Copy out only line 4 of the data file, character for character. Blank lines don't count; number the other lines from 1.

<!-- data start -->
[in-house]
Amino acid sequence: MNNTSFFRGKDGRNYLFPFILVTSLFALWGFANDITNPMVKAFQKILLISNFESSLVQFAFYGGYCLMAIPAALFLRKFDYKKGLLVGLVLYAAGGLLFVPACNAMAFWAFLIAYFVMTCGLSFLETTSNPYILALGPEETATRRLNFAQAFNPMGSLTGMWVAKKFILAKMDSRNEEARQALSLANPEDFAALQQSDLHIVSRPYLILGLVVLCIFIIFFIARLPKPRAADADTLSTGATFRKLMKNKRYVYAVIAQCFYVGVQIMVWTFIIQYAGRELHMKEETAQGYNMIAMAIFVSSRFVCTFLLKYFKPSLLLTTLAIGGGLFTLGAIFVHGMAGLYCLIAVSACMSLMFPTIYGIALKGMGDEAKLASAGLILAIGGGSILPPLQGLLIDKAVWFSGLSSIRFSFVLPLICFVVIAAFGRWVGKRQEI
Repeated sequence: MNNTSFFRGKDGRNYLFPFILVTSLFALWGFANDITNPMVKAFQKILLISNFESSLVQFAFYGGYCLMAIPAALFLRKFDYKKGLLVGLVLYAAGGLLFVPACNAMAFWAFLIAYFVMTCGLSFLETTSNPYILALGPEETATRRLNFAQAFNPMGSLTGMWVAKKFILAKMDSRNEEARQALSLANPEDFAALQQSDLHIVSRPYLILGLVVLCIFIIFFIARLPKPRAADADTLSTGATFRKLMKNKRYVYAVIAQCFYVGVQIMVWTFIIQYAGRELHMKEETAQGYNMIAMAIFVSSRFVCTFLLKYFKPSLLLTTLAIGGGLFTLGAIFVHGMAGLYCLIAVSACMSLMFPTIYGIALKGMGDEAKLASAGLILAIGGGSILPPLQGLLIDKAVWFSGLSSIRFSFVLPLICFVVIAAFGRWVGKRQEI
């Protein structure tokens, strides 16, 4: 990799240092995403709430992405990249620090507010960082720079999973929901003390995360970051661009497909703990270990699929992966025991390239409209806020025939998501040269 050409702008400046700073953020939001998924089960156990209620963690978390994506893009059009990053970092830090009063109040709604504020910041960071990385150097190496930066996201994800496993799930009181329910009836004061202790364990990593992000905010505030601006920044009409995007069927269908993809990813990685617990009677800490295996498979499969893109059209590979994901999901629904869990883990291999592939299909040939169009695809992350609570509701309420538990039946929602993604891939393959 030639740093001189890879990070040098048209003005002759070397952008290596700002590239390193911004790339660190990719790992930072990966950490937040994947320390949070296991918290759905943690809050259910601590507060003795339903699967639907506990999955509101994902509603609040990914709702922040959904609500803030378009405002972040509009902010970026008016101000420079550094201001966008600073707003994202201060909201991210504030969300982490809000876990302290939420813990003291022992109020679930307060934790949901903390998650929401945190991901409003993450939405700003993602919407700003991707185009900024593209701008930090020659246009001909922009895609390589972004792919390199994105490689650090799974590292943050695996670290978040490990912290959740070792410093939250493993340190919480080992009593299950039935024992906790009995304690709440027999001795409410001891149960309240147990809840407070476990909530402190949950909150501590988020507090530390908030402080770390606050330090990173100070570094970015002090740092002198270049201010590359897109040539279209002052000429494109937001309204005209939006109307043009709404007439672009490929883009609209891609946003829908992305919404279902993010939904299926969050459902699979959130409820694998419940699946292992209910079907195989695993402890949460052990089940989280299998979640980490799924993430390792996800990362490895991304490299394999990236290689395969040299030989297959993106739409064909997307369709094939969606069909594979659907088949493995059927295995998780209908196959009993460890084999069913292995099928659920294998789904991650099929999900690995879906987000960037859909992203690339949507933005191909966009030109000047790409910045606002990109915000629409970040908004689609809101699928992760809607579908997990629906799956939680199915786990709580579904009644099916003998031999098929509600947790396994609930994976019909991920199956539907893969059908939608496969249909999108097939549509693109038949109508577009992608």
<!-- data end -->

């Protein structure tokens, strides 16, 4: 990799240092995403709430992405990249620090507010960082720079999973929901003390995360970051661009497909703990270990699929992966025991390239409209806020025939998501040269 050409702008400046700073953020939001998924089960156990209620963690978390994506893009059009990053970092830090009063109040709604504020910041960071990385150097190496930066996201994800496993799930009181329910009836004061202790364990990593992000905010505030601006920044009409995007069927269908993809990813990685617990009677800490295996498979499969893109059209590979994901999901629904869990883990291999592939299909040939169009695809992350609570509701309420538990039946929602993604891939393959 030639740093001189890879990070040098048209003005002759070397952008290596700002590239390193911004790339660190990719790992930072990966950490937040994947320390949070296991918290759905943690809050259910601590507060003795339903699967639907506990999955509101994902509603609040990914709702922040959904609500803030378009405002972040509009902010970026008016101000420079550094201001966008600073707003994202201060909201991210504030969300982490809000876990302290939420813990003291022992109020679930307060934790949901903390998650929401945190991901409003993450939405700003993602919407700003991707185009900024593209701008930090020659246009001909922009895609390589972004792919390199994105490689650090799974590292943050695996670290978040490990912290959740070792410093939250493993340190919480080992009593299950039935024992906790009995304690709440027999001795409410001891149960309240147990809840407070476990909530402190949950909150501590988020507090530390908030402080770390606050330090990173100070570094970015002090740092002198270049201010590359897109040539279209002052000429494109937001309204005209939006109307043009709404007439672009490929883009609209891609946003829908992305919404279902993010939904299926969050459902699979959130409820694998419940699946292992209910079907195989695993402890949460052990089940989280299998979640980490799924993430390792996800990362490895991304490299394999990236290689395969040299030989297959993106739409064909997307369709094939969606069909594979659907088949493995059927295995998780209908196959009993460890084999069913292995099928659920294998789904991650099929999900690995879906987000960037859909992203690339949507933005191909966009030109000047790409910045606002990109915000629409970040908004689609809101699928992760809607579908997990629906799956939680199915786990709580579904009644099916003998031999098929509600947790396994609930994976019909991920199956539907893969059908939608496969249909999108097939549509693109038949109508577009992608």